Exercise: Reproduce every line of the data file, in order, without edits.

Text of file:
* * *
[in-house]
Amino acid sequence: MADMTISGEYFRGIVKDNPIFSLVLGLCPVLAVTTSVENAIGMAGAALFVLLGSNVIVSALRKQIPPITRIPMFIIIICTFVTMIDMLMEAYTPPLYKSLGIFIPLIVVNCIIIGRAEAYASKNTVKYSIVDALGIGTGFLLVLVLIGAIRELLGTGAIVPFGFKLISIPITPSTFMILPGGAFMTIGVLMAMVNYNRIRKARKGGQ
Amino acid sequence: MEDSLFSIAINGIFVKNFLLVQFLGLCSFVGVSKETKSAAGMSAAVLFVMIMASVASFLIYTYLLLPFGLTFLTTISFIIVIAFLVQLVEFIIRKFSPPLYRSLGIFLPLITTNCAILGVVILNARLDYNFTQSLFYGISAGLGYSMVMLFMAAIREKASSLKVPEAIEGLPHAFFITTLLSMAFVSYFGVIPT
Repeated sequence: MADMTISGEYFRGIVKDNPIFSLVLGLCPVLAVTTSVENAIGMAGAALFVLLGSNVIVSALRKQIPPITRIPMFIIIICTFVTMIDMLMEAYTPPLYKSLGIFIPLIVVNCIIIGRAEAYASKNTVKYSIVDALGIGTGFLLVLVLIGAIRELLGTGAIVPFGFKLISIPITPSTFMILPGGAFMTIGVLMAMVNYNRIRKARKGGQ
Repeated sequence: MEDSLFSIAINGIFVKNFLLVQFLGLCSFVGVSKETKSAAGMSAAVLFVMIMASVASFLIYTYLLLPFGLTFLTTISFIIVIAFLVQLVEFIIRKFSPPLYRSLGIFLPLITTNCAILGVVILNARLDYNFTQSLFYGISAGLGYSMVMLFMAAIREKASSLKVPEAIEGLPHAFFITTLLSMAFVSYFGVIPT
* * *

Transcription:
[in-house]
Amino acid sequence: MADMTISGEYFRGIVKDNPIFSLVLGLCPVLAVTTSVENAIGMAGAALFVLLGSNVIVSALRKQIPPITRIPMFIIIICTFVTMIDMLMEAYTPPLYKSLGIFIPLIVVNCIIIGRAEAYASKNTVKYSIVDALGIGTGFLLVLVLIGAIRELLGTGAIVPFGFKLISIPITPSTFMILPGGAFMTIGVLMAMVNYNRIRKARKGGQ
Amino acid sequence: MEDSLFSIAINGIFVKNFLLVQFLGLCSFVGVSKETKSAAGMSAAVLFVMIMASVASFLIYTYLLLPFGLTFLTTISFIIVIAFLVQLVEFIIRKFSPPLYRSLGIFLPLITTNCAILGVVILNARLDYNFTQSLFYGISAGLGYSMVMLFMAAIREKASSLKVPEAIEGLPHAFFITTLLSMAFVSYFGVIPT
Repeated sequence: MADMTISGEYFRGIVKDNPIFSLVLGLCPVLAVTTSVENAIGMAGAALFVLLGSNVIVSALRKQIPPITRIPMFIIIICTFVTMIDMLMEAYTPPLYKSLGIFIPLIVVNCIIIGRAEAYASKNTVKYSIVDALGIGTGFLLVLVLIGAIRELLGTGAIVPFGFKLISIPITPSTFMILPGGAFMTIGVLMAMVNYNRIRKARKGGQ
Repeated sequence: MEDSLFSIAINGIFVKNFLLVQFLGLCSFVGVSKETKSAAGMSAAVLFVMIMASVASFLIYTYLLLPFGLTFLTTISFIIVIAFLVQLVEFIIRKFSPPLYRSLGIFLPLITTNCAILGVVILNARLDYNFTQSLFYGISAGLGYSMVMLFMAAIREKASSLKVPEAIEGLPHAFFITTLLSMAFVSYFGVIPT